Under the August 8 CSAPR, Tradable emissions allowances are initially allocated under Federal Implementation Plans (FIPs) to existing units in proportion to their historical heat input values, with a small portion set aside for new units. States can replace these FIP allocations with State Implementation Plans (SIPs) beginning in 2013.
EPA estimates that the CSAPR will reduce emissions of CO2 from electric generating units (EGUs) by about 25 million metric tons (about 1.1% of total domestic electricity sector emissions) annually once fully implemented in 2014, mostly via accelerating retirement of inefficient EGUs.
States and Provinces Form North America 2050 Initiative to Coordinate on Climate Change and Clean EnergySubmitted by Chris Coil on Wed, 2012-01-11 11:48
A broad group of U.S. states and Canadian provinces have formed the North America 2050 Initiative (NA 2050) to facilitate efforts to design, promote and implement cost-effective policies that reduce greenhouse gas emissions and create economic opportunities.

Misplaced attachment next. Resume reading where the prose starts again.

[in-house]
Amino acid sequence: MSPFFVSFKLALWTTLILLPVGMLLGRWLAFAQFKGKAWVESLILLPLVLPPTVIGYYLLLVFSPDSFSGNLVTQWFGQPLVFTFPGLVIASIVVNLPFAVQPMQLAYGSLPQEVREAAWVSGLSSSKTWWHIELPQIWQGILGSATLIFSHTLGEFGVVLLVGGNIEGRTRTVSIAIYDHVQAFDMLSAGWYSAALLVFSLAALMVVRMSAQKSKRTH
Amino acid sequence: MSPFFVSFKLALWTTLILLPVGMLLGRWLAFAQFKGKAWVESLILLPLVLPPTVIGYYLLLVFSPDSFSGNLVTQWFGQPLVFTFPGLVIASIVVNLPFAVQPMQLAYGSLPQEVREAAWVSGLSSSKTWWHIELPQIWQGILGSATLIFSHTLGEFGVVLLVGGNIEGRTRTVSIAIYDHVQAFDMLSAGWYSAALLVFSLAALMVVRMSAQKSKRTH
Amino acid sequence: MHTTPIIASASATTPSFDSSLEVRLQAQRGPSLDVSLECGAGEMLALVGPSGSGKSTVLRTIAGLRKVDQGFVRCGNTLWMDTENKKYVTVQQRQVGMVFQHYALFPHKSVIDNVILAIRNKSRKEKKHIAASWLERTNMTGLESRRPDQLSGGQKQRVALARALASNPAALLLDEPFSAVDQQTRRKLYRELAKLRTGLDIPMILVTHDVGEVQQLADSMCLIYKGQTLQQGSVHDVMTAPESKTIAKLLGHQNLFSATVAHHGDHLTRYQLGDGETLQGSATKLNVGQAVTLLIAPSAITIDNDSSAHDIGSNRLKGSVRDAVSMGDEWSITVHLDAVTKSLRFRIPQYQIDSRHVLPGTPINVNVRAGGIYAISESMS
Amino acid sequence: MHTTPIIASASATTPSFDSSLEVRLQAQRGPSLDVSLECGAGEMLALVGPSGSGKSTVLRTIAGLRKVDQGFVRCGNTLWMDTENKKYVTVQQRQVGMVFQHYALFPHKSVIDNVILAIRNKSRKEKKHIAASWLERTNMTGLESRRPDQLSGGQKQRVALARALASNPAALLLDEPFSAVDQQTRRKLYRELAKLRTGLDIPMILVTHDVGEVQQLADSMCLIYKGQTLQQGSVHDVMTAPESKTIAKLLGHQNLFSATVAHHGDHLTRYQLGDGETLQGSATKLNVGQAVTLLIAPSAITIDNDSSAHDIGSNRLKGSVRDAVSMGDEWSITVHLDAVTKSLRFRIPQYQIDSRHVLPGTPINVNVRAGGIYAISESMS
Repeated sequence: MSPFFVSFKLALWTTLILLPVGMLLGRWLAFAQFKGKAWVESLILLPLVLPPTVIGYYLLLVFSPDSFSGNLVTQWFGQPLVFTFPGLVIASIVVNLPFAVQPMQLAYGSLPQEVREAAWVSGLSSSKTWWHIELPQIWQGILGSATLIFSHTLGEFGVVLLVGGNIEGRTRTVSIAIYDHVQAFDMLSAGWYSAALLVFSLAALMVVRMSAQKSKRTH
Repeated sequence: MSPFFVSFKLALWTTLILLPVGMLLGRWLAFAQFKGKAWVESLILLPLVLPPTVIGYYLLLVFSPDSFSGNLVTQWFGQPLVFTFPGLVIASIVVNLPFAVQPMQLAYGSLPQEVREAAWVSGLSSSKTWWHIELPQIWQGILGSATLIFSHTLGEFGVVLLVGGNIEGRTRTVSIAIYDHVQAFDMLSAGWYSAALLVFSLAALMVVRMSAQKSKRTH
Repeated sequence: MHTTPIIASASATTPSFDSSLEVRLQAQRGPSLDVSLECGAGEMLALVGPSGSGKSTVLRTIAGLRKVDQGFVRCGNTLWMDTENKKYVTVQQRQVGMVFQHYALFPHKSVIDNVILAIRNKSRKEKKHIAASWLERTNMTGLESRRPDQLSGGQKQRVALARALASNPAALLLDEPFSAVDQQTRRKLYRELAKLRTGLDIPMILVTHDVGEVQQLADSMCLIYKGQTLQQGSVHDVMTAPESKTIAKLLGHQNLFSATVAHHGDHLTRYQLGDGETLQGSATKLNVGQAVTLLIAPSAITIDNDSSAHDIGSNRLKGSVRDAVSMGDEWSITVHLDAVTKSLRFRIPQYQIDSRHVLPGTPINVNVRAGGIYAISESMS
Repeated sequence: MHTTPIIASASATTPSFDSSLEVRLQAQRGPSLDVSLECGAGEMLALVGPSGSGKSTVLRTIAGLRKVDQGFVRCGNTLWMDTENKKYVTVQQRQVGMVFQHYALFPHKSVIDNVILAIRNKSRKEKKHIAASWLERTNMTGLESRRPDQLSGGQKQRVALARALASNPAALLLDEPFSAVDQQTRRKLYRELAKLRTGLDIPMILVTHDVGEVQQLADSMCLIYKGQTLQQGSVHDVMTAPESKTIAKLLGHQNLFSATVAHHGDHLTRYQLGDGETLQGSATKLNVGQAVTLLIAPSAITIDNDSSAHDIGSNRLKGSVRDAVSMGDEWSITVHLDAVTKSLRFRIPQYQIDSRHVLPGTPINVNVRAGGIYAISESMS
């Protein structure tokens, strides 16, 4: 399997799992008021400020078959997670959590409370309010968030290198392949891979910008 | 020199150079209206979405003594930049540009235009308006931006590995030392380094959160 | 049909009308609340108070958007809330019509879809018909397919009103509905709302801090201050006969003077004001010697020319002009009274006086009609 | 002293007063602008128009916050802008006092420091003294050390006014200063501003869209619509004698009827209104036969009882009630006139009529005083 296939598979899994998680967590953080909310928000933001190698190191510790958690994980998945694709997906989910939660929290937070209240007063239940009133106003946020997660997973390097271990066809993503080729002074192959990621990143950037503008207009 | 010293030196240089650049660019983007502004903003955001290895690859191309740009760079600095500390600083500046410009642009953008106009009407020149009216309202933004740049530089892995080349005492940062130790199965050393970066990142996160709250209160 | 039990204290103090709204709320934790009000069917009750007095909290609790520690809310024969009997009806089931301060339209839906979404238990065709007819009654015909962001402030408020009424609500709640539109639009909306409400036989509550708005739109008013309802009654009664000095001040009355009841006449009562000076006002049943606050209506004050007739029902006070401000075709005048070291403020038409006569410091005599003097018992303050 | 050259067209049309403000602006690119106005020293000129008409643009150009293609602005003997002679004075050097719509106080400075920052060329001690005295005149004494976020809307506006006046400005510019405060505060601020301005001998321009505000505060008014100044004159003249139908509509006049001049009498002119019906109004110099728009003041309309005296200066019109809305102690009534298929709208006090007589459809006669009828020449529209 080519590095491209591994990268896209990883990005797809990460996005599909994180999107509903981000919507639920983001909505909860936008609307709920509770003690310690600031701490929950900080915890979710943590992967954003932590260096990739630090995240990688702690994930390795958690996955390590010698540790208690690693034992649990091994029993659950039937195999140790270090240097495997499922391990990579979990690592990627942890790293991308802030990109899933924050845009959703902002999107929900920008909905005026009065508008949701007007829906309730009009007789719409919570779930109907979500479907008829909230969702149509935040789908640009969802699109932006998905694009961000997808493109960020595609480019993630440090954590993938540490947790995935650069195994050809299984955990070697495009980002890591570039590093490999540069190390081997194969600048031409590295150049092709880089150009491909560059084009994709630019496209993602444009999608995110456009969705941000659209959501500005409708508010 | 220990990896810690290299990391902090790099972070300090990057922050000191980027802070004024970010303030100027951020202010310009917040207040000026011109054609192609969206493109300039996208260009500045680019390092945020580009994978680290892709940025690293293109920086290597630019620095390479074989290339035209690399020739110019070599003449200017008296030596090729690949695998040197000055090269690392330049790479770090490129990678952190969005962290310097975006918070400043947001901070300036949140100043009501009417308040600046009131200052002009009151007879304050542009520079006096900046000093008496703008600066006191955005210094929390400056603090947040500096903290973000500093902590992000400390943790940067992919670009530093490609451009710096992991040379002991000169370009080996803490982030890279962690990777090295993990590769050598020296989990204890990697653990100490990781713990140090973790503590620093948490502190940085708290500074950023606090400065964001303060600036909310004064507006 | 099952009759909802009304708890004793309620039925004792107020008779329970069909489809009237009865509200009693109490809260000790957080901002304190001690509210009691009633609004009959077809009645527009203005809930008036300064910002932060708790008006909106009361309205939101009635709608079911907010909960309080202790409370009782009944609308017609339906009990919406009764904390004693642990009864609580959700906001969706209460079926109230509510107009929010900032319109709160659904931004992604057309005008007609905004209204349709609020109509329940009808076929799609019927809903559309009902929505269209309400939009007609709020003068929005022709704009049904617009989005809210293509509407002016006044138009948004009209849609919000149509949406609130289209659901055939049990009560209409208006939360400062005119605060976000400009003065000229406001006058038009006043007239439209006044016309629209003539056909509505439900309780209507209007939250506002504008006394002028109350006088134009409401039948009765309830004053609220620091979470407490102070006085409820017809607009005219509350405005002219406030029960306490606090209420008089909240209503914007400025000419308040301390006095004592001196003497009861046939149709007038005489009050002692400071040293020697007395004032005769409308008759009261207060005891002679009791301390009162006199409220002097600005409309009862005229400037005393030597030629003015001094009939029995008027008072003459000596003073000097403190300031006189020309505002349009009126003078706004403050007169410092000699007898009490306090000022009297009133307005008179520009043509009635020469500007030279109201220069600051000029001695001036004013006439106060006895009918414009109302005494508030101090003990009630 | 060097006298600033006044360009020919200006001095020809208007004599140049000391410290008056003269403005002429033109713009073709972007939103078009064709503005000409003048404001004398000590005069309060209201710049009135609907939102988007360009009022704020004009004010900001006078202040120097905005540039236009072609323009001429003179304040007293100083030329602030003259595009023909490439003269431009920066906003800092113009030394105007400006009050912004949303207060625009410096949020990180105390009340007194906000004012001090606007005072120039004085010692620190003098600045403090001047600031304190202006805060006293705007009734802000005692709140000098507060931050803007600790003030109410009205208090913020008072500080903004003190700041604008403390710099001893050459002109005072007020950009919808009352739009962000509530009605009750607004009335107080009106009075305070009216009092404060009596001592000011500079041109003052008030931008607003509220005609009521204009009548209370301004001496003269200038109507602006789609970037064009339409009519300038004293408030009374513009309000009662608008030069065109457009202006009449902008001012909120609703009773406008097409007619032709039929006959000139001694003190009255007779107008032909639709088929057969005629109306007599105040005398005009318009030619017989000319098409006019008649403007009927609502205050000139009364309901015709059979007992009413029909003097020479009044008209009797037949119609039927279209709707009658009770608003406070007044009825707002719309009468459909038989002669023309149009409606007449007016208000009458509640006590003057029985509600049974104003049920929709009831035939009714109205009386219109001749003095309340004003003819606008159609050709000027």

According to an article in BNA Daily Environment Report:
The forum grew out of an effort that began in 2009 when representatives of the Regional Greenhouse Gas Initiative (RGGI) in the East, the Western Climate Initiative (WCI), and the Midwestern Greenhouse Gas Reduction Accord (Midwest Accord) teamed up to share information, Doug Scott, former director of the Illinois Environmental Protection Agency and representative to the Midwest Accord, told BNA Nov. 23. … “There are a lot of reasons for states to work together on climate and energy policies,’’ Scott said. “The ability to promote energy efficiency and create jobs’’ is something all states can get behind. (North America 2050 Initiative Created For State Collaboration on Climate, Energy, BNA Daily Environment Report, Nov. 28, 2011) (subscription required).